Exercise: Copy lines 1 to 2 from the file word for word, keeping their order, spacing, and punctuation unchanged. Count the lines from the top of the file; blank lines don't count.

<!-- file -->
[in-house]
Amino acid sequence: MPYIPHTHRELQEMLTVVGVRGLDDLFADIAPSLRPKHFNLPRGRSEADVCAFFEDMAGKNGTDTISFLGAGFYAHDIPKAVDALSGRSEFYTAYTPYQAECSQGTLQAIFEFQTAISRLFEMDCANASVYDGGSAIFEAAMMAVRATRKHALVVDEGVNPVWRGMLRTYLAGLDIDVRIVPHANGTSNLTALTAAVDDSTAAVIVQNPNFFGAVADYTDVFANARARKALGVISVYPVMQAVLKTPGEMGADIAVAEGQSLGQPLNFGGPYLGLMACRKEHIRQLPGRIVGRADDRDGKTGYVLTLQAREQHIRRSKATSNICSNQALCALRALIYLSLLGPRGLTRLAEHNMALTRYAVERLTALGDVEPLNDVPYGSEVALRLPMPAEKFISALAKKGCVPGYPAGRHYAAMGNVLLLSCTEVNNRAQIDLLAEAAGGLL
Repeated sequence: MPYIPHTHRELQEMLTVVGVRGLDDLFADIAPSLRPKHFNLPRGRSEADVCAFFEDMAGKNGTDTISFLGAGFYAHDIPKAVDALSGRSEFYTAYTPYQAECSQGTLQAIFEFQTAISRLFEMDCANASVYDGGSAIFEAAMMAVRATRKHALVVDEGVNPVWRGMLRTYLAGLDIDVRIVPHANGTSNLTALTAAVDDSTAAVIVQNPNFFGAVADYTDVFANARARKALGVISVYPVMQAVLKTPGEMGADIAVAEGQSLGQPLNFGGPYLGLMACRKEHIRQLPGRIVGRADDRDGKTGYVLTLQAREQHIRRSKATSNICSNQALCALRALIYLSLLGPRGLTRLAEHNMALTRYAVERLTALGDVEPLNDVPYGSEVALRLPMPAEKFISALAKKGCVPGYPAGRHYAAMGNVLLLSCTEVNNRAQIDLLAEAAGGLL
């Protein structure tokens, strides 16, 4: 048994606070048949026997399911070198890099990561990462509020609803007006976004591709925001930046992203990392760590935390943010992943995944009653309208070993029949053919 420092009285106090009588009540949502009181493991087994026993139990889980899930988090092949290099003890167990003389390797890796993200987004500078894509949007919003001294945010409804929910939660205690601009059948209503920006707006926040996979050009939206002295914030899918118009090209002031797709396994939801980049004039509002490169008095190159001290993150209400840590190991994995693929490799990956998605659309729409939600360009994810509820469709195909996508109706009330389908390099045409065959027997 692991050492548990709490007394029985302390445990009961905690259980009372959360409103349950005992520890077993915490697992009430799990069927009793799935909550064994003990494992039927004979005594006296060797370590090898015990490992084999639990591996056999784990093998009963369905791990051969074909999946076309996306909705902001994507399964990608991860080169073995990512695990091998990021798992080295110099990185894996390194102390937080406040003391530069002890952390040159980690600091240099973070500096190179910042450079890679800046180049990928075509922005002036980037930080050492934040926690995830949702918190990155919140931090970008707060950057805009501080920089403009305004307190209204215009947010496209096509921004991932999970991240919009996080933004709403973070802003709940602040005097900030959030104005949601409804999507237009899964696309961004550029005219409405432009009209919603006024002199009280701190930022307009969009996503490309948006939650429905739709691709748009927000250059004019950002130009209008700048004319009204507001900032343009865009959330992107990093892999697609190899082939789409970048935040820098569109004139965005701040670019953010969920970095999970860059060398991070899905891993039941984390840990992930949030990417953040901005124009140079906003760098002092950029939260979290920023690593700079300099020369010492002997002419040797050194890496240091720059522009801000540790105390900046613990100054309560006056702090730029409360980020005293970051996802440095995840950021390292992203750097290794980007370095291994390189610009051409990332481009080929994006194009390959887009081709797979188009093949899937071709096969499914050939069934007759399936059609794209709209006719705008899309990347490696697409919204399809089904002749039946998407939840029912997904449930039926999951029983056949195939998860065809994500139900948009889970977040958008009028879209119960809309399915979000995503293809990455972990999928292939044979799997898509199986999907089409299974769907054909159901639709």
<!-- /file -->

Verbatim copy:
[in-house]
Amino acid sequence: MPYIPHTHRELQEMLTVVGVRGLDDLFADIAPSLRPKHFNLPRGRSEADVCAFFEDMAGKNGTDTISFLGAGFYAHDIPKAVDALSGRSEFYTAYTPYQAECSQGTLQAIFEFQTAISRLFEMDCANASVYDGGSAIFEAAMMAVRATRKHALVVDEGVNPVWRGMLRTYLAGLDIDVRIVPHANGTSNLTALTAAVDDSTAAVIVQNPNFFGAVADYTDVFANARARKALGVISVYPVMQAVLKTPGEMGADIAVAEGQSLGQPLNFGGPYLGLMACRKEHIRQLPGRIVGRADDRDGKTGYVLTLQAREQHIRRSKATSNICSNQALCALRALIYLSLLGPRGLTRLAEHNMALTRYAVERLTALGDVEPLNDVPYGSEVALRLPMPAEKFISALAKKGCVPGYPAGRHYAAMGNVLLLSCTEVNNRAQIDLLAEAAGGLL